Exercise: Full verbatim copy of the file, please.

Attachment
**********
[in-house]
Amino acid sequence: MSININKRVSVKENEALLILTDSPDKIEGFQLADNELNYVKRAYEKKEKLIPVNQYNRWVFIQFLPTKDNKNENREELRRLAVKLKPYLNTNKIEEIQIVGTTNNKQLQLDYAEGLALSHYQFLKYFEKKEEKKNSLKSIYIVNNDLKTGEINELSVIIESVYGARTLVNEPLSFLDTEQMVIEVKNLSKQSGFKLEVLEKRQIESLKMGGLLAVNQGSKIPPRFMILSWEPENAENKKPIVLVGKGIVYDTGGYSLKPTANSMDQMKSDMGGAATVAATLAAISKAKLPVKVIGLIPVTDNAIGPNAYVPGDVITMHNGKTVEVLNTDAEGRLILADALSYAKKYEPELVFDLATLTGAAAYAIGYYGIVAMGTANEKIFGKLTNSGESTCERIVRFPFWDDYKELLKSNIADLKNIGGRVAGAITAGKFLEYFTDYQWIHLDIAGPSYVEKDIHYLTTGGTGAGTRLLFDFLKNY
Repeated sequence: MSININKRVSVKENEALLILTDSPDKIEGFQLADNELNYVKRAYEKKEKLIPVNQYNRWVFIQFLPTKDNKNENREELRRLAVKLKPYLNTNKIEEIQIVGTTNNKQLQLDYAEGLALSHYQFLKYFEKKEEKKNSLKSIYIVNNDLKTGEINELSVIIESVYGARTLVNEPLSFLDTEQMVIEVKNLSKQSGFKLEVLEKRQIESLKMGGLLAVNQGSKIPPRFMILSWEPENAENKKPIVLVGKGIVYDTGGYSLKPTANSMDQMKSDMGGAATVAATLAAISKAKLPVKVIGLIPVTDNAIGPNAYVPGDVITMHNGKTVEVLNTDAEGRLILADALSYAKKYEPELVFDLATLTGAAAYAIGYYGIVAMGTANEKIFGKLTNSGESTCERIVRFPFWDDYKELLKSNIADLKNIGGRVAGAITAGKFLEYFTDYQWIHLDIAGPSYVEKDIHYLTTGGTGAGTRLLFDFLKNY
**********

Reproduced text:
[in-house]
Amino acid sequence: MSININKRVSVKENEALLILTDSPDKIEGFQLADNELNYVKRAYEKKEKLIPVNQYNRWVFIQFLPTKDNKNENREELRRLAVKLKPYLNTNKIEEIQIVGTTNNKQLQLDYAEGLALSHYQFLKYFEKKEEKKNSLKSIYIVNNDLKTGEINELSVIIESVYGARTLVNEPLSFLDTEQMVIEVKNLSKQSGFKLEVLEKRQIESLKMGGLLAVNQGSKIPPRFMILSWEPENAENKKPIVLVGKGIVYDTGGYSLKPTANSMDQMKSDMGGAATVAATLAAISKAKLPVKVIGLIPVTDNAIGPNAYVPGDVITMHNGKTVEVLNTDAEGRLILADALSYAKKYEPELVFDLATLTGAAAYAIGYYGIVAMGTANEKIFGKLTNSGESTCERIVRFPFWDDYKELLKSNIADLKNIGGRVAGAITAGKFLEYFTDYQWIHLDIAGPSYVEKDIHYLTTGGTGAGTRLLFDFLKNY
Repeated sequence: MSININKRVSVKENEALLILTDSPDKIEGFQLADNELNYVKRAYEKKEKLIPVNQYNRWVFIQFLPTKDNKNENREELRRLAVKLKPYLNTNKIEEIQIVGTTNNKQLQLDYAEGLALSHYQFLKYFEKKEEKKNSLKSIYIVNNDLKTGEINELSVIIESVYGARTLVNEPLSFLDTEQMVIEVKNLSKQSGFKLEVLEKRQIESLKMGGLLAVNQGSKIPPRFMILSWEPENAENKKPIVLVGKGIVYDTGGYSLKPTANSMDQMKSDMGGAATVAATLAAISKAKLPVKVIGLIPVTDNAIGPNAYVPGDVITMHNGKTVEVLNTDAEGRLILADALSYAKKYEPELVFDLATLTGAAAYAIGYYGIVAMGTANEKIFGKLTNSGESTCERIVRFPFWDDYKELLKSNIADLKNIGGRVAGAITAGKFLEYFTDYQWIHLDIAGPSYVEKDIHYLTTGGTGAGTRLLFDFLKNY